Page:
2011+Lab+Guide+MSE104 - MSE 104 Lab Guide MSE 104...

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MSE 104 Laboratory Guide Prologue The experiments conducted in the laboratory segment of MSE 104 provide “hands-on” instruction in the most common methods of materials characterization by diffraction, spectrometry, and microscopy. Students master x-ray analytical techniques applied to powder, polycrystalline, and single crystalline samples, before their introduction to electron microscopy in both scanning (SEM) and transmission (TEM) modes, the former equipped with an energy dispersive spectrometer. All participants are encouraged to develop a “notebook habit” in this class, recording experimental data in laboratory notebooks, along with accurate and copious notes explaining sample characteristics, data collection and all relevant observations that could affect interpretation. Choose a bound (not loose-leaf) notebook with a durable cover, and begin each entry with the date and time. A neat and well-organized notebook simplifies the preparation of your laboratory report (see below). Caution Required in the Laboratory Experiments conducted in this laboratory employ hazardous radiation. X-rays can damage biological tissue in many ways, from genetic mutation at low doses to cellular destruction at high doses. It is important to completely avoid exposure to the primary beam of x- rays emanating from the source as well as any secondary sources such as scattering from specimen holders used in the experiments. The manufacturers have taken great care to shield all possible sources of primary and secondary x-rays in the diffractometer, and the laboratory is monitored by the Campus Radiation Safety Officer, but you must also act responsibly when the beam is on. Never attempt to defeat any automatic shutter mechanisms that cut power to the x-ray tube. If ever in doubt about your safety, shut down the power and consult with your instructor. MSE 104 Lab Guide page 1 of 6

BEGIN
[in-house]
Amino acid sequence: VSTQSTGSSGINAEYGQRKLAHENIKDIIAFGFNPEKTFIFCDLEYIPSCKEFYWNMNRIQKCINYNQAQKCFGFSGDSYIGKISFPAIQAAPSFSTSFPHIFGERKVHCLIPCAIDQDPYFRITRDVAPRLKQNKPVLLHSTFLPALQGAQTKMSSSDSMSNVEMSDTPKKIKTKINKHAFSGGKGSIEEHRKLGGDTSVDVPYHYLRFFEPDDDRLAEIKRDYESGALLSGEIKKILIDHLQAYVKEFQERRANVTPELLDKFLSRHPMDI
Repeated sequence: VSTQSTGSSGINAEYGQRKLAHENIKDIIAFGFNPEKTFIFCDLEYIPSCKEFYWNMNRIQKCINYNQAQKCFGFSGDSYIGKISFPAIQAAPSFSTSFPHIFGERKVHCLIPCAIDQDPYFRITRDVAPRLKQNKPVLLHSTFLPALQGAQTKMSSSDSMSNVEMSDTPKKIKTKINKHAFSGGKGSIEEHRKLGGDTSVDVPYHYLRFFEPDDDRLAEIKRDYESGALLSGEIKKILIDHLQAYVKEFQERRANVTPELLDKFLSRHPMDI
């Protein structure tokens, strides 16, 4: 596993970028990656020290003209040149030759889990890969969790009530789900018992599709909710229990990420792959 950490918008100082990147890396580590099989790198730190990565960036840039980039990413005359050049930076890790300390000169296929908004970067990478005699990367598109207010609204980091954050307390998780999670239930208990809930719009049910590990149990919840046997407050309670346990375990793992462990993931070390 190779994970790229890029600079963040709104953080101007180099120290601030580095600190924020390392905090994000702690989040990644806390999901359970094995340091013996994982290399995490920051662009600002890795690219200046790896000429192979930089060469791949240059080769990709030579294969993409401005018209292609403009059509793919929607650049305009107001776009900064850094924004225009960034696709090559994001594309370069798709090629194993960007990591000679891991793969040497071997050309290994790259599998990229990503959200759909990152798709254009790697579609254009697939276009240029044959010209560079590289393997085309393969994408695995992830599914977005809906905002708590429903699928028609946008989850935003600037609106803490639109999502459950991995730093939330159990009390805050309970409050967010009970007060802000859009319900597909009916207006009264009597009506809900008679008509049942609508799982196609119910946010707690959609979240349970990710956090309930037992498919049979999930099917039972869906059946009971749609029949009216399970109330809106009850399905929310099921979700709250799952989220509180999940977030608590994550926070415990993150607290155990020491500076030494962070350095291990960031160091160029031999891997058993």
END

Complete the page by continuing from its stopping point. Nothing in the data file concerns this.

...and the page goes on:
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Dosimetry Your x-ray ring “dosimeters” do not protect you from harm; as their name suggests they act as a primitive "meter" of "dose" as another diagnostic check on system radiation leaks. To participate in the laboratory, you must wear a dosimeter ring; no one will be permitted to use the laboratory without a personal dosimeter. Please wear your rings during the laboratory and return them to the storage cabinet at the end of each lab session. The periodic monitoring of these dosimeters (known as “dosimetry”) is very important for your continued
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This note was uploaded on 03/17/2011 for the course MSE 104 taught by Professor Gronsky during the Spring '08 term at University of California, Berkeley.

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2011+Lab+Guide+MSE104 - MSE 104 Lab Guide MSE 104...

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